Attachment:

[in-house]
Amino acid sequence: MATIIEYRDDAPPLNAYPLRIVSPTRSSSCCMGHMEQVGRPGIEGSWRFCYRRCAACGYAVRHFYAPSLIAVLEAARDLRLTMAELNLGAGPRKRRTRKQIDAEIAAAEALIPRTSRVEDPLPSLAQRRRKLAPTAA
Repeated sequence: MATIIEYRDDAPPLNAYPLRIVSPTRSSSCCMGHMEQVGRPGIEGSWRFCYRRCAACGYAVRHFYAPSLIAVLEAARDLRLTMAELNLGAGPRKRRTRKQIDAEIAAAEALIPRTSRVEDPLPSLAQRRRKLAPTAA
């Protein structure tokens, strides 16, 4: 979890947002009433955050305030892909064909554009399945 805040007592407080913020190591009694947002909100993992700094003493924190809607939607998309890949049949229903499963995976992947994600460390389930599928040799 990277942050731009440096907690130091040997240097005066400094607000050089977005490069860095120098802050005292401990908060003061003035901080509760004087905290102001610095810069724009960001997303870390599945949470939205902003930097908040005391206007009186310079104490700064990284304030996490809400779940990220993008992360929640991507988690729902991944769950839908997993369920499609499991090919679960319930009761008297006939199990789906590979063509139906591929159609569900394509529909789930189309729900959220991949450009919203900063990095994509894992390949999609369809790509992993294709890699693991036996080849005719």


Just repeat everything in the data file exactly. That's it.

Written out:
[in-house]
Amino acid sequence: MATIIEYRDDAPPLNAYPLRIVSPTRSSSCCMGHMEQVGRPGIEGSWRFCYRRCAACGYAVRHFYAPSLIAVLEAARDLRLTMAELNLGAGPRKRRTRKQIDAEIAAAEALIPRTSRVEDPLPSLAQRRRKLAPTAA
Repeated sequence: MATIIEYRDDAPPLNAYPLRIVSPTRSSSCCMGHMEQVGRPGIEGSWRFCYRRCAACGYAVRHFYAPSLIAVLEAARDLRLTMAELNLGAGPRKRRTRKQIDAEIAAAEALIPRTSRVEDPLPSLAQRRRKLAPTAA
């Protein structure tokens, strides 16, 4: 979890947002009433955050305030892909064909554009399945 805040007592407080913020190591009694947002909100993992700094003493924190809607939607998309890949049949229903499963995976992947994600460390389930599928040799 990277942050731009440096907690130091040997240097005066400094607000050089977005490069860095120098802050005292401990908060003061003035901080509760004087905290102001610095810069724009960001997303870390599945949470939205902003930097908040005391206007009186310079104490700064990284304030996490809400779940990220993008992360929640991507988690729902991944769950839908997993369920499609499991090919679960319930009761008297006939199990789906590979063509139906591929159609569900394509529909789930189309729900959220991949450009919203900063990095994509894992390949999609369809790509992993294709890699693991036996080849005719």